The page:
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BLOOMINGTON — Enbridge hopes to start construction on a planned 165-mile oil pipeline this spring, but some landowners still are attempting to derail the project.

The Calgary, Alberta, Canada, company currently is building a pump station at its Flanagan Terminal in rural Pontiac and also one outside Decatur, said Jennifer Smith, the company's communication manager.

"About 90 percent of the land (needed for the pipeline) has been acquired along the route," she said. 

The pipeline will start at the Flanagan Terminal and travel south through several counties, including McLean, DeWitt and Macon, ending at a major refinery hub in Patoka in southern Marion County.

Smith said there are 68 parcels still needed for the project, called the Southern Access Extension. That property is now the subject of eminent domain cases in circuit courts. No trials have started. Initially, there were 80 parcels, she said, but the company has reached agreements with the other landowners. 

Ellsworth attorney Tom Pliura represents about 100 clients who are fighting the eminent domain process. He has an appeal pending in the Fourth District Appellate Court, contesting the Illinois Commerce Commission's previous decision allowing Enbridge to pursue eminent domain for property it needs.

"We're following the rules the Illinois Constitution and the U.S. Constitution affords landowners to appear in court and contest or object to their land being taken," said Pliura.

Pliura also has appealed the ICC's Dec. 17 denial of requests to continue hearings on the certificate that gave Enbridge the right to build the pipeline. Pliura and Bloomington attorney Mercer Turner challenged the original certificate, maintaining Enbridge downsized the diameter of the pipeline — from 36 inches to 24 inches — after receiving the certificate. 

Pliura argues the original hearings were solely about the need for a 36-inch diameter line that would carry Canadian crude oil. The company has not presented arguments for the need to downsize to a 24-inch-diameter line for light crude oil from areas other than Canada, he said, so the case should be reheard so opponents can present their arguments.

But the ICC staff said they learned of the smaller diameter in April through a brief filed by Pliura, and told Enbridge it would need to amend its certificate. Enbridge filed that petition in May and the case was reopened in June, giving objectors a chance to raise concerns, the decision states.

Smith said the company's pipelines transport 50 kinds of oil from very heavy to very light. The Southern Access Extension pipeline will be constructed to carry light or heavy oil, but at this time it primarily will transport lighter oil, she said.

Pliura said if the ICC rejects his argument to rehear the case, he will appeal to the Fourth District Appellate Court.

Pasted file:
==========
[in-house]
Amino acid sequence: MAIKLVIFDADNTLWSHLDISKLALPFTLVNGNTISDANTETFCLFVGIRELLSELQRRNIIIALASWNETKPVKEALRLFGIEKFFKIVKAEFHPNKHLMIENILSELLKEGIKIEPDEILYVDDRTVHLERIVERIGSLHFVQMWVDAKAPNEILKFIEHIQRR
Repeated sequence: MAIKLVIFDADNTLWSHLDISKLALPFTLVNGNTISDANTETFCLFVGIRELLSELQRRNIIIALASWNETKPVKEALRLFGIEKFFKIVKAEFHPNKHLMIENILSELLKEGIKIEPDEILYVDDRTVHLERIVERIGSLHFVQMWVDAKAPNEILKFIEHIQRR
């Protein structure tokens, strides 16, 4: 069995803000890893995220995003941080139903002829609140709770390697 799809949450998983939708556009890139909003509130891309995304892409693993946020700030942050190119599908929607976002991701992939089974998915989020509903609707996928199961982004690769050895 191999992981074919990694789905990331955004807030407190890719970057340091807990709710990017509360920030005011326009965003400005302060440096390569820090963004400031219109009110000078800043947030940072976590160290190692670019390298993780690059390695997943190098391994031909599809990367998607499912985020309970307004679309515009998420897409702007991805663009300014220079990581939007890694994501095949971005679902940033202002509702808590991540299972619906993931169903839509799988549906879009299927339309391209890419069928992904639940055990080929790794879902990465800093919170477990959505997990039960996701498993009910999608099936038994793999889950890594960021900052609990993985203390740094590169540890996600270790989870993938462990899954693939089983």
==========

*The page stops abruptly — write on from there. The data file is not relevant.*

Tim Killian and Terry Killian, brothers who own adjoining farmland northeast of Towanda, are among Pliura's clients fighting the pipeline and eminent domain. 

Tim Killian said the proposed pipeline would cross both the properties diagonally for a a quarter mile and would bring "limited access for farming" because they can't cross the pipeline trench for some time.  

"Instead of farming straight through, I'll have to farm both sides of the pipeline for a time," he said. 

Killian also has concerns about a land-use contract proposed by Enbridge that he said gives the company 43 days to respond to any situations related to the pipeline. He said in the case of weed control around the trench, that could lead to major problems. 

Some herbicide-resistant weeds grow 1½ to 2 inches a day initially and then 6 to 12 inches a day as they mature, he said. 

"They are impossible to kill when they reach that height," he said, adding the weeds can choke the crop.

But Smith said Enbridge gives landowners toll-free numbers and other means of communication in case there is a situation and the company "responds as quickly as possible."

Killian also doesn't like contract language that gives Enbridge unlimited access to the pipeline forever. But Smith said it is like any utility easement, which stays with the property forever.

Terry Killian said a proposed payment offer from Enbridge diminishes year after year, but the pipeline "puts constraints on us for a lifetime."

Smith said the company offers a one-time easement payment and then a lump fee to cover crop loss over the following five years. The first year provides a 100 percent crop loss payment because the land will be out of use because of construction, she said. The fee diminishes as the years pass because "as the land heals, the yields get better," she said.

If Enbridge starts construction as planned in the spring, oil could be flowing by the second half of 2015, said Smith, adding there is a similar timetable for an Enbridge pipeline from the Flanagan Terminal to northwest Indiana.  

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